A postdoctoral position is available. Individuals with experience in multi-electrode neural recordings and/or fMRI in behaving animals are particularly encouraged to apply.
We are looking for graduate students with previous STEM training. Interested students can apply through the following programs:
Additional competitive training and funding opportunities exist through:
- LUCID (learning, understanding, cognition, intelligence, data science)
- Vision Research Training Program
A technical position is available for a programmer interested in developing systems for real-time dynamic (closed-loop) control of neuroscience experiments involving 3D visualizations. Demonstrated previous experience with OpenGL and the software/hardware requirements of real-time control with millisecond precision is highly desired.
Congratulations Zikang on receiving the Best Poster Award in Systems Neuroscience at the Annual Symposium of the Neuroscience Training Program!
Congratulations Lowell on receiving the Jerzy Rose Award for most original and significant contribution to the field of neuroscience by a graduate student!
Congratulations to Ray Doudlah who today masterfully defended his Ph.D. from the Physiology Graduate Training Program!
“Neuronal representations supporting three-dimensional vision in nonhuman primates” is out today in the Annual Review of Vision Science. Congrats Lowell, Ray, & Ting-Yu!
Congratulations Ray on being an inaugural recipient of the McPherson Eye Research Institute’s “Distinguished Paper Award”!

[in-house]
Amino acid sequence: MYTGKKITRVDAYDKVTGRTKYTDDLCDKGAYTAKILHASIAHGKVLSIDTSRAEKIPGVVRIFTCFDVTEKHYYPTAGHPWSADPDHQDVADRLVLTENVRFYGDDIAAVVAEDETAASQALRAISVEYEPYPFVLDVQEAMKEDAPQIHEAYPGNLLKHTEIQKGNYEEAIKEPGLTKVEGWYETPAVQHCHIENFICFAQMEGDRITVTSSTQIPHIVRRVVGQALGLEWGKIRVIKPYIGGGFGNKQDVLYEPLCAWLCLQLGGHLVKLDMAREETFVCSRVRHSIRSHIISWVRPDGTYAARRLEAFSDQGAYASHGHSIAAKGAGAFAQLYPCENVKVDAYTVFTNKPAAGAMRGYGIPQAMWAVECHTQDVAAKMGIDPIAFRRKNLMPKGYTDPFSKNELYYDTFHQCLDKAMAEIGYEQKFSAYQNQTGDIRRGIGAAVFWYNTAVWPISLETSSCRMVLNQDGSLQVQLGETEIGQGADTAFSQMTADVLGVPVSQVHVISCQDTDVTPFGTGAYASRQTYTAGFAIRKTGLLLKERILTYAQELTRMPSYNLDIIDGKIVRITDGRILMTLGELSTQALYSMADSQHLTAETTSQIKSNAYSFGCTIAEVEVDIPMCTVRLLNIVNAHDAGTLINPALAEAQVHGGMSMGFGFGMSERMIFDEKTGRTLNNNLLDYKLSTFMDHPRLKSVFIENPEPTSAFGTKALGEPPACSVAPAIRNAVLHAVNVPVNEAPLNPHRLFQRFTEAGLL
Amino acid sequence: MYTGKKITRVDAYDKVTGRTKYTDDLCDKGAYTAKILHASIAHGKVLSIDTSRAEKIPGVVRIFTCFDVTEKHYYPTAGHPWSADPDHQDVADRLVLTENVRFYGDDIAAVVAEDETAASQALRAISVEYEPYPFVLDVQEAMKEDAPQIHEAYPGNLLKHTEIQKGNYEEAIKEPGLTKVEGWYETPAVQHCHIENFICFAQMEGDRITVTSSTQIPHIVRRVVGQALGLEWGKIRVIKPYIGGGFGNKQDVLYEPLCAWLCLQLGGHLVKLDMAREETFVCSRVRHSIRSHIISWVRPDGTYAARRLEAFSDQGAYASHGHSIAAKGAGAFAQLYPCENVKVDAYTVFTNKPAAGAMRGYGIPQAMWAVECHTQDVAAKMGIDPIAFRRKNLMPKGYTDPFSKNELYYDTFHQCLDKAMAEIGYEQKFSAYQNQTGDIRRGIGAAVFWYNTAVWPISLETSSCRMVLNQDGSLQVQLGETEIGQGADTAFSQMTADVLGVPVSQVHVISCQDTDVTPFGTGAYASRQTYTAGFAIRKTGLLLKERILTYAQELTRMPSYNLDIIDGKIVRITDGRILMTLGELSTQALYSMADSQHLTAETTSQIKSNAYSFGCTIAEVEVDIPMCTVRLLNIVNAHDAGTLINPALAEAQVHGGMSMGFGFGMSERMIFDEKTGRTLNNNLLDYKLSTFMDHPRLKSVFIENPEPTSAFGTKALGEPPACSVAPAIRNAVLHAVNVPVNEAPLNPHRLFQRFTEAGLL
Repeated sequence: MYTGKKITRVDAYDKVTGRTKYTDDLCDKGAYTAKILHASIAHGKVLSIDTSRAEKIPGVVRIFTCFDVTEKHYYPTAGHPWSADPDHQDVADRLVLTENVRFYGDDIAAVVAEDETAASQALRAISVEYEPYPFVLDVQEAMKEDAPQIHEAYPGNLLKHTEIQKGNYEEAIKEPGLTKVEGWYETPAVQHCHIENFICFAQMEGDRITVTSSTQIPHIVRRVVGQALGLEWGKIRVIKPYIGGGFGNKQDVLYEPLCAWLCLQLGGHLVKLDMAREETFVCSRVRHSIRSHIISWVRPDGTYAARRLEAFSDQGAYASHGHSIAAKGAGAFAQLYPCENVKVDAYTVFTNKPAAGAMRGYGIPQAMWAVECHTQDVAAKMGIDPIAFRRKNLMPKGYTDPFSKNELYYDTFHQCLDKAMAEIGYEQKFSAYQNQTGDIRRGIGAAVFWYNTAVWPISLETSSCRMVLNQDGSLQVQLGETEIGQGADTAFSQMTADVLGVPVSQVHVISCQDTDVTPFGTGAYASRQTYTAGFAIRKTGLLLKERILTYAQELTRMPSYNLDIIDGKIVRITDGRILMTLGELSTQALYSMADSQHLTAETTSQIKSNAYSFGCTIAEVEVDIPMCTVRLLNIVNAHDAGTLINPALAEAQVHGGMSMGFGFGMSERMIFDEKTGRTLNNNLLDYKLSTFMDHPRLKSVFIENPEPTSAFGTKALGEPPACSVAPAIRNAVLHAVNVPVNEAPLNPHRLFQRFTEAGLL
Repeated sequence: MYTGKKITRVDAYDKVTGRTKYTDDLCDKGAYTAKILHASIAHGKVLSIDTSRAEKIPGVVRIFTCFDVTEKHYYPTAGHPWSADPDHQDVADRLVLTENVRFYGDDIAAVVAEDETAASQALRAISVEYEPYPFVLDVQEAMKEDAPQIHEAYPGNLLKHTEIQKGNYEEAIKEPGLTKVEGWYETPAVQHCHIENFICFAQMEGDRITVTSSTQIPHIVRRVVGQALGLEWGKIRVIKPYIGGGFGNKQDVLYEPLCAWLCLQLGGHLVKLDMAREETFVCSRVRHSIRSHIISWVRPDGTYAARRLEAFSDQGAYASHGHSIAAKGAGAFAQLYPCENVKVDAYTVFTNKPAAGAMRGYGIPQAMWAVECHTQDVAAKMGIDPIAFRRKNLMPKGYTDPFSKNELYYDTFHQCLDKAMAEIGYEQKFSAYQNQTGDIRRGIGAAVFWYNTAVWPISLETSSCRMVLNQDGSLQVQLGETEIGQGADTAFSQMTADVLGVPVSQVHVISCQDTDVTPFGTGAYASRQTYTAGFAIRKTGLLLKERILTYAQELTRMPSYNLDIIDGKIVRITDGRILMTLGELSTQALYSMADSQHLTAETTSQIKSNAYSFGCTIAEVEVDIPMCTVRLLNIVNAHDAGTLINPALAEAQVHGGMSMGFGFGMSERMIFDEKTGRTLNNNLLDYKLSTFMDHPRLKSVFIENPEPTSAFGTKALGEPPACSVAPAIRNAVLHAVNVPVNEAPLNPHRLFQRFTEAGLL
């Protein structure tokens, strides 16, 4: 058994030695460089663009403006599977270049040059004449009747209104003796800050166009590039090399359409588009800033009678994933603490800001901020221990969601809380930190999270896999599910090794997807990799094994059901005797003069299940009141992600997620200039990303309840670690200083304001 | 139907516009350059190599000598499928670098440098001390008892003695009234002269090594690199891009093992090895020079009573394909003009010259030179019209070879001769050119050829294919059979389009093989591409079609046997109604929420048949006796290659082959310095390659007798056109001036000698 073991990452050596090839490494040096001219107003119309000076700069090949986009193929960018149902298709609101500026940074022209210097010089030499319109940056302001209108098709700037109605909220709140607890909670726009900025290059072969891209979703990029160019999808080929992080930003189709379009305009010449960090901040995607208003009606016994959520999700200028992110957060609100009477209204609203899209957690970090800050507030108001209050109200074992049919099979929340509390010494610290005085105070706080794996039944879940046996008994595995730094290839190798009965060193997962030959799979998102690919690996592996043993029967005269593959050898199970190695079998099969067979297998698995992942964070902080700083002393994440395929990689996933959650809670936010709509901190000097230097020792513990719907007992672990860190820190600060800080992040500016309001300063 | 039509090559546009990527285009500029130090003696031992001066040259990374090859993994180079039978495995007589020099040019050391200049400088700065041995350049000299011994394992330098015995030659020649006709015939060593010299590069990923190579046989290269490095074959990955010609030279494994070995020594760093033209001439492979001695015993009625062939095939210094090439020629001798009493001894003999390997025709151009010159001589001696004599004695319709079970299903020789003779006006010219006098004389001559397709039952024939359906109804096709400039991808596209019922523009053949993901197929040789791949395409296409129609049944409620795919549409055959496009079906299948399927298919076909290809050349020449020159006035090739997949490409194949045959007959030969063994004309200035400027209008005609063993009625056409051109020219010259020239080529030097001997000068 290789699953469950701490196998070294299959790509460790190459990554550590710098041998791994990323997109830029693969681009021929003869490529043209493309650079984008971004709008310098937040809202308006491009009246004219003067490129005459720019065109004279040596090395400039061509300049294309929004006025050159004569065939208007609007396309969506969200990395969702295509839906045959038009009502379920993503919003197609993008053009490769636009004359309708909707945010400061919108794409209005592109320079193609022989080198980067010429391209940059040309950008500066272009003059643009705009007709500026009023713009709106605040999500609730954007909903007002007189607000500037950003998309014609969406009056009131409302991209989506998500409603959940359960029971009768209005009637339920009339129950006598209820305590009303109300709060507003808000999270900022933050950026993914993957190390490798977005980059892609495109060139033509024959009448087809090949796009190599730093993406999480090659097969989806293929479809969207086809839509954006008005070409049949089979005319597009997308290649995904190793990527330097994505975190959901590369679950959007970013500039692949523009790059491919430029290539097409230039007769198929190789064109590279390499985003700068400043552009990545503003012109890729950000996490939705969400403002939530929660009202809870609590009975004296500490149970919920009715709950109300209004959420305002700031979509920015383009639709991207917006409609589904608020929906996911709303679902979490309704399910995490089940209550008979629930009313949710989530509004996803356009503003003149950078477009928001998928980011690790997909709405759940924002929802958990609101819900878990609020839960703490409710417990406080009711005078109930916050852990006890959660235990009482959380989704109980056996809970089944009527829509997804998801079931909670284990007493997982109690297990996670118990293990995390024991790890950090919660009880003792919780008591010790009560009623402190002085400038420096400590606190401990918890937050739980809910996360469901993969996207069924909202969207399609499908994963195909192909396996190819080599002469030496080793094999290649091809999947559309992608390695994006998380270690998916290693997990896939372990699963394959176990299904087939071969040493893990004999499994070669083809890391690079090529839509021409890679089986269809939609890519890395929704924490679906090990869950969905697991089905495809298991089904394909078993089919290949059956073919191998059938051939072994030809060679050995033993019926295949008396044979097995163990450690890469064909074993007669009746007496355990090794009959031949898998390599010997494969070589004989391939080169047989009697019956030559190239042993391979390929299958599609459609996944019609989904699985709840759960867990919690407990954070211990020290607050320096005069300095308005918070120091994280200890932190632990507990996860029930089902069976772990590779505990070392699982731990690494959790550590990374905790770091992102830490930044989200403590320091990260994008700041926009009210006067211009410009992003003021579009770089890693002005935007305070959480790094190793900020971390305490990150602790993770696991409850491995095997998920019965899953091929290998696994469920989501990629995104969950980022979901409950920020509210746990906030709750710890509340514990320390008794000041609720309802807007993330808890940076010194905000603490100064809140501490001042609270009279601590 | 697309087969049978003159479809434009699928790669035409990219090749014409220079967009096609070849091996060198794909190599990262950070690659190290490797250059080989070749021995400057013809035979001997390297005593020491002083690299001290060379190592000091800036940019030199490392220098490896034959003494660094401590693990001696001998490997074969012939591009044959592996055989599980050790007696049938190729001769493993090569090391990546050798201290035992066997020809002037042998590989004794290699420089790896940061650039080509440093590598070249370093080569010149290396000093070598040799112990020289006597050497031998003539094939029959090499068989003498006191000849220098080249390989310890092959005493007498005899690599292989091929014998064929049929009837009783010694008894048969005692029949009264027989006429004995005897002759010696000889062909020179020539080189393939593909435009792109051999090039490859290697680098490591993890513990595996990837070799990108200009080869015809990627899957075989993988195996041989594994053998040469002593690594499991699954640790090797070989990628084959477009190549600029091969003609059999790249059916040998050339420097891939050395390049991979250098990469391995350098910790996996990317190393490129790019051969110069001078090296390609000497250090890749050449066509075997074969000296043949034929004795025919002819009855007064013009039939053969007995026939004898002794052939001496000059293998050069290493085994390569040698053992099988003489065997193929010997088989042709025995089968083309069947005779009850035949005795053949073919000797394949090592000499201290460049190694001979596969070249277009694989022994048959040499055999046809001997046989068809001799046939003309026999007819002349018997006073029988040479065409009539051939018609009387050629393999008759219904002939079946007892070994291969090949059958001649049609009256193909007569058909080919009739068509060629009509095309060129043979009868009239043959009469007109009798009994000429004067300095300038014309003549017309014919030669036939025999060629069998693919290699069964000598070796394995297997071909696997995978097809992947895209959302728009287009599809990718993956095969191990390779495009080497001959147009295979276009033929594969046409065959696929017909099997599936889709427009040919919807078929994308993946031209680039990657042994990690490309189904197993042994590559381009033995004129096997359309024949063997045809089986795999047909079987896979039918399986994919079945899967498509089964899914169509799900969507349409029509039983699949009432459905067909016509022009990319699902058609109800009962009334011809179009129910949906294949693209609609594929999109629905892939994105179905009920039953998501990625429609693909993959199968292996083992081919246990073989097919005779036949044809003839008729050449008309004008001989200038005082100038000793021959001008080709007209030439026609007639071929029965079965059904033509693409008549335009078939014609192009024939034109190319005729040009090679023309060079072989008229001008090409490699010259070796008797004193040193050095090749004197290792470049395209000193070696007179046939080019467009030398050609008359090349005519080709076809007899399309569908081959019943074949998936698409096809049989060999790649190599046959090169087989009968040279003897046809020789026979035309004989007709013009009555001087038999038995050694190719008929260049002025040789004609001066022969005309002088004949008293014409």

“Behavioral signatures of Y-like neuronal responses in human vision” is out today at Scientific Reports. Congrats Ana et al.!
- Older News
How do we perceive the three-dimensional (3D) structure of the world when our eyes only sense 2D projections like a movie on a screen?
Our visual system first encodes the environment in egocentric coordinates defined by our eyes. Such representations are inherently unstable in that they shift and rotate as we move our eyes or head. How then do we perceive the world as stable?
Neuro-computational underpinnings of autism
Autism spectrum disorder (ASD) manifests heterogeneously across individuals. We study the neural basis of this heterogeneity using multifaceted approaches including learning studies with adolescents, neural imaging, and computational modeling.
Real-time Experimental Control with Graphical User Interface
The Real-Time Experimental Control with Graphical User Interface (REC-GUI) framework is an open-source network-based parallel processing solution for performing behavioral control, high precision stimulus presentation, and high-density neurophysiological measurements.